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WorldMount Everest deaths "not yet" prompting rule changes in Nepal

19:50  30 may  2019
19:50  30 may  2019 Source:   cbsnews.com

Three More Die on Mount Everest During Crowded Climbing Season

Three More Die on Mount Everest During Crowded Climbing Season KATHMANDU, Nepal — Three more people died Thursday on Mount Everest, as crowds of climbers added to the dangers of attempting to scale the world’s highest peak. The three died just days after a widely circulated photo showed a long line of climbers extending along a narrow ridge, waiting to reach the 29,029-foot summit and its expansive view of the Himalayas. Two others died on Mount Everest earlier this week. Expedition operators said the crowding was a result of a record number of permits issued by Nepal and a period of clear weather, which led several groups to push for the summit at once.

Mount Everest deaths " not yet " prompting consideration of rule changes in Nepal . But Nepal 's government is not yet even considering tightening up the rules for climbers -- including how many are permitted to take on the world's highest mountain at a time.

How 2019's Everest season compared to 2019 with weather windows and deaths . At least 11 people have died on Everest in 2019, one of the deadliest climbing seasons in history. Experts list inexperience and a record number of permits granted by Nepal as contributing factors.Rizza Alee/AP.

Mount Everest deaths "not yet" prompting rule changes in Nepal© Nirmal Purja / AP APTOPIX Everest Death

New Delhi -- With at least 11 people losing their lives, this has been the deadliest climbing season on Mount Everest since 2015. But Nepal's government is not yet even considering tightening up the rules for climbers -- including how many are permitted to take on the world's highest mountain at a time.

A senior Nepali official denied news reports that rule changes are already being considered.

Latest death marks 10th reported on Mount Everest, amid long wait times to descend

Latest death marks 10th reported on Mount Everest, amid long wait times to descend The world's highest peak has seen heavy traffic this season.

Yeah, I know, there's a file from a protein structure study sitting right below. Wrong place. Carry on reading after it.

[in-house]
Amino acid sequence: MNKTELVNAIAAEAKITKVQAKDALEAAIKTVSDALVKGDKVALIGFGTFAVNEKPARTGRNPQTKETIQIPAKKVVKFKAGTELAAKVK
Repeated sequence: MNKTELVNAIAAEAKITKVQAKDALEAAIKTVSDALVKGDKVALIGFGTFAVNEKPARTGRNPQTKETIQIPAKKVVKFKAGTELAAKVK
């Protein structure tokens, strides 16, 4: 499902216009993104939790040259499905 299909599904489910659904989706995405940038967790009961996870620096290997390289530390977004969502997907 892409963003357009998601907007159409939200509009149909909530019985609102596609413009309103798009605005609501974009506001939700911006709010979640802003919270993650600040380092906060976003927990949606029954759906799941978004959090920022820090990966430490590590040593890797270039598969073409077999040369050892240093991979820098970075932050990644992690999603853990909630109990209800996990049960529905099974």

Mount Everest and its surrounding peaks are increasingly polluted and warmer, and nearby glaciers are melting at an alarming rate that is likely to make it more dangerous for future climbers, a U.S. scientist who spent weeks in the Everest region said Tuesday. Professor John All of Western

Trash being collected on Mount Everest in Nepal © Namgyal Sherpa/AFP/Getty Images. Trekking and outdoor recreation are a huge resource for Nepal and though sustainable tourism might not yet be a reality, nothing prevents individuals from being respectful travellers.

"We are currently finding the actual cause of the deaths, and whether or not changes to the rules will be made will be discussed later," Mira Acharya, director of Nepal's Department of Tourism, told CBS News on Thursday.

Two Americans were among the 11 climbers who have died on Everest this season. Chris John Kulish, 62, an attorney from Colorado, collapsed suddenly while descending from the summit on May 27 and couldn't be revived by his Sherpa guides.

Earlier, on May 22, Donald Cash, 55, was the first American to die on Everest this season. He died of high sickness after reaching the summit.

Lawyer from Colorado is 11th person to die on Mount Everest

Lawyer from Colorado is 11th person to die on Mount Everest An American attorney has become the eleventh mountaineer to die during the peak climbing season for Mount Everest.